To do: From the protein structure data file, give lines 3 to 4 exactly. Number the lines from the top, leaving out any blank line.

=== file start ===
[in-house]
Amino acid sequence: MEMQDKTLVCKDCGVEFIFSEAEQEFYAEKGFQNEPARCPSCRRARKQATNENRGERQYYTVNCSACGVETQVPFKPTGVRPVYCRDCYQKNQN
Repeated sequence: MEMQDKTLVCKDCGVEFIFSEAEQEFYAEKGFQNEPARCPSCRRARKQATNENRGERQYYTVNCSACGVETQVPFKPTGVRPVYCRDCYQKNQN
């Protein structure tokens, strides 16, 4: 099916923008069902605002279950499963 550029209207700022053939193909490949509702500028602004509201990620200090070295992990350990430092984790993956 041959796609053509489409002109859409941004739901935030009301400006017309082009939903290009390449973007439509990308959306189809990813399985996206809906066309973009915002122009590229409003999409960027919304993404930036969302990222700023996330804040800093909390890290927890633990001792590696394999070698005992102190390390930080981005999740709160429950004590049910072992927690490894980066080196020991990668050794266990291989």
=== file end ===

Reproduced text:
Repeated sequence: MEMQDKTLVCKDCGVEFIFSEAEQEFYAEKGFQNEPARCPSCRRARKQATNENRGERQYYTVNCSACGVETQVPFKPTGVRPVYCRDCYQKNQN
């Protein structure tokens, strides 16, 4: 099916923008069902605002279950499963 550029209207700022053939193909490949509702500028602004509201990620200090070295992990350990430092984790993956 041959796609053509489409002109859409941004739901935030009301400006017309082009939903290009390449973007439509990308959306189809990813399985996206809906066309973009915002122009590229409003999409960027919304993404930036969302990222700023996330804040800093909390890290927890633990001792590696394999070698005992102190390390930080981005999740709160429950004590049910072992927690490894980066080196020991990668050794266990291989």